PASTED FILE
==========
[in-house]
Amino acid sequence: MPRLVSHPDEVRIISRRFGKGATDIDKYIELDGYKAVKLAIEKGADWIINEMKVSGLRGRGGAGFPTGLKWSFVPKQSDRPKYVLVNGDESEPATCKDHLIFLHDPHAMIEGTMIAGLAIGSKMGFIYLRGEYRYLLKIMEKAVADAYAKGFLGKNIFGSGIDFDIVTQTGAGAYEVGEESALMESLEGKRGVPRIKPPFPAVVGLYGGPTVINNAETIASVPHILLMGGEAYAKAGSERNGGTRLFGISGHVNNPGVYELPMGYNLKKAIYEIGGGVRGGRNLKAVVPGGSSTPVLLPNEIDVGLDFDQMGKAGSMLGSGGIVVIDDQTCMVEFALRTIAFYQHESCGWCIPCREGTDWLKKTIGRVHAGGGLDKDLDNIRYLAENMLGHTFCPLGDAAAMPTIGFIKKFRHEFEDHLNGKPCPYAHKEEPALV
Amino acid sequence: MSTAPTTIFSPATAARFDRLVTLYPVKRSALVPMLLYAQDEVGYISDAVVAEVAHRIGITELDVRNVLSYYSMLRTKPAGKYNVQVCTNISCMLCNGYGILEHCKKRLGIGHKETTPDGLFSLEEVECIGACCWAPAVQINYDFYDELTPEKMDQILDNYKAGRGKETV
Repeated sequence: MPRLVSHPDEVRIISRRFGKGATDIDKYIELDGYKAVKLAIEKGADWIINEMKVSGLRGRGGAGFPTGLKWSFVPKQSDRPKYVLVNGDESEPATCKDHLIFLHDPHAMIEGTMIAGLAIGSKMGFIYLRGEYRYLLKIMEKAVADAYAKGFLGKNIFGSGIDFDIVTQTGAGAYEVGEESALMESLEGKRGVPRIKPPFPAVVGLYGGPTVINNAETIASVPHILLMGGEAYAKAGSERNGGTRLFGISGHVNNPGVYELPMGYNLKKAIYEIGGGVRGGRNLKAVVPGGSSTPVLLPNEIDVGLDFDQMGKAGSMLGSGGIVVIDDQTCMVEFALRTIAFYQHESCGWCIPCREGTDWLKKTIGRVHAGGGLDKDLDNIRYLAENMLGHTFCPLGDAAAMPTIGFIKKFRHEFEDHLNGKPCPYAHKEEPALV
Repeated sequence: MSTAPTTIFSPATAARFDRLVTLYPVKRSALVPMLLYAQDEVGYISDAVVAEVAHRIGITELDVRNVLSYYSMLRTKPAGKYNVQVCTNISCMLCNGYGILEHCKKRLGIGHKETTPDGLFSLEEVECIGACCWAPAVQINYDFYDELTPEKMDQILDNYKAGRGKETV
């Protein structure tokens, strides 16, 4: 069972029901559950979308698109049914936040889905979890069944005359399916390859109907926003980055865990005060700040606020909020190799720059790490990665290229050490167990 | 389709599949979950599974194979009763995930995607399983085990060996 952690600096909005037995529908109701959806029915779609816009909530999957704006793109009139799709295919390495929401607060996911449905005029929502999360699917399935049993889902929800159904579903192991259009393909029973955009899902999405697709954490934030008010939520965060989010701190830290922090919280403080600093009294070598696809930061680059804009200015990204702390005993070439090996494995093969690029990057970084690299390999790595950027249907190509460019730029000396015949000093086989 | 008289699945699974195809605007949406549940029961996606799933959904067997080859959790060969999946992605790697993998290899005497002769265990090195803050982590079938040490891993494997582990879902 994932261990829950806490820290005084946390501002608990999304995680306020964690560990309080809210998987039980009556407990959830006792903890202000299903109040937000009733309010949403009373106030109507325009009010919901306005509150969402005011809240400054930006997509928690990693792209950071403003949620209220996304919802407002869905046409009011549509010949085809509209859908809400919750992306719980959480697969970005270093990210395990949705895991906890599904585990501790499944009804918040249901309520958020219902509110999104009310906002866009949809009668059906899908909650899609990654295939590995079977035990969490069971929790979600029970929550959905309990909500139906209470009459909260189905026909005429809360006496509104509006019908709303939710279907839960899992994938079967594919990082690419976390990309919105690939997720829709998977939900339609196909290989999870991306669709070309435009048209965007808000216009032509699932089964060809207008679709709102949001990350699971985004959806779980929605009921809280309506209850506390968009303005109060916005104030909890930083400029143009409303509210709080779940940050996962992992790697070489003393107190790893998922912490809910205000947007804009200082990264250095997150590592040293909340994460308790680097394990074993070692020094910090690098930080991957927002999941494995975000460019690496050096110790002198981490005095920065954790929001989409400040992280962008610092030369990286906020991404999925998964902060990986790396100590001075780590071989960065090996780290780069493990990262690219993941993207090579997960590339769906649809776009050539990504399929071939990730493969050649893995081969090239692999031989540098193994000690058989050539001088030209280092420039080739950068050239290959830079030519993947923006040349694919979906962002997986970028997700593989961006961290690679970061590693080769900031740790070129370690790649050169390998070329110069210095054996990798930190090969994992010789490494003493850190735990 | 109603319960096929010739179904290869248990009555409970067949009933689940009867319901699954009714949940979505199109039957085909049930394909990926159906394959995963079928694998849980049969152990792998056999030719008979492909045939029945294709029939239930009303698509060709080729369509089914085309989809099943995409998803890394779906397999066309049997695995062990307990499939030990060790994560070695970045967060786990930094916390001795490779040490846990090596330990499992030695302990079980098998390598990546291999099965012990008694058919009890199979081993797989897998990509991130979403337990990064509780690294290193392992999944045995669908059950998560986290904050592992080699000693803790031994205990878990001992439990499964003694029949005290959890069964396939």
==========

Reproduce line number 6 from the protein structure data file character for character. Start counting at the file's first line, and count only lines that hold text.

């Protein structure tokens, strides 16, 4: 069972029901559950979308698109049914936040889905979890069944005359399916390859109907926003980055865990005060700040606020909020190799720059790490990665290229050490167990 | 389709599949979950599974194979009763995930995607399983085990060996 952690600096909005037995529908109701959806029915779609816009909530999957704006793109009139799709295919390495929401607060996911449905005029929502999360699917399935049993889902929800159904579903192991259009393909029973955009899902999405697709954490934030008010939520965060989010701190830290922090919280403080600093009294070598696809930061680059804009200015990204702390005993070439090996494995093969690029990057970084690299390999790595950027249907190509460019730029000396015949000093086989 | 008289699945699974195809605007949406549940029961996606799933959904067997080859959790060969999946992605790697993998290899005497002769265990090195803050982590079938040490891993494997582990879902 994932261990829950806490820290005084946390501002608990999304995680306020964690560990309080809210998987039980009556407990959830006792903890202000299903109040937000009733309010949403009373106030109507325009009010919901306005509150969402005011809240400054930006997509928690990693792209950071403003949620209220996304919802407002869905046409009011549509010949085809509209859908809400919750992306719980959480697969970005270093990210395990949705895991906890599904585990501790499944009804918040249901309520958020219902509110999104009310906002866009949809009668059906899908909650899609990654295939590995079977035990969490069971929790979600029970929550959905309990909500139906209470009459909260189905026909005429809360006496509104509006019908709303939710279907839960899992994938079967594919990082690419976390990309919105690939997720829709998977939900339609196909290989999870991306669709070309435009048209965007808000216009032509699932089964060809207008679709709102949001990350699971985004959806779980929605009921809280309506209850506390968009303005109060916005104030909890930083400029143009409303509210709080779940940050996962992992790697070489003393107190790893998922912490809910205000947007804009200082990264250095997150590592040293909340994460308790680097394990074993070692020094910090690098930080991957927002999941494995975000460019690496050096110790002198981490005095920065954790929001989409400040992280962008610092030369990286906020991404999925998964902060990986790396100590001075780590071989960065090996780290780069493990990262690219993941993207090579997960590339769906649809776009050539990504399929071939990730493969050649893995081969090239692999031989540098193994000690058989050539001088030209280092420039080739950068050239290959830079030519993947923006040349694919979906962002997986970028997700593989961006961290690679970061590693080769900031740790070129370690790649050169390998070329110069210095054996990798930190090969994992010789490494003493850190735990 | 109603319960096929010739179904290869248990009555409970067949009933689940009867319901699954009714949940979505199109039957085909049930394909990926159906394959995963079928694998849980049969152990792998056999030719008979492909045939029945294709029939239930009303698509060709080729369509089914085309989809099943995409998803890394779906397999066309049997695995062990307990499939030990060790994560070695970045967060786990930094916390001795490779040490846990090596330990499992030695302990079980098998390598990546291999099965012990008694058919009890199979081993797989897998990509991130979403337990990064509780690294290193392992999944045995669908059950998560986290904050592992080699000693803790031994205990878990001992439990499964003694029949005290959890069964396939």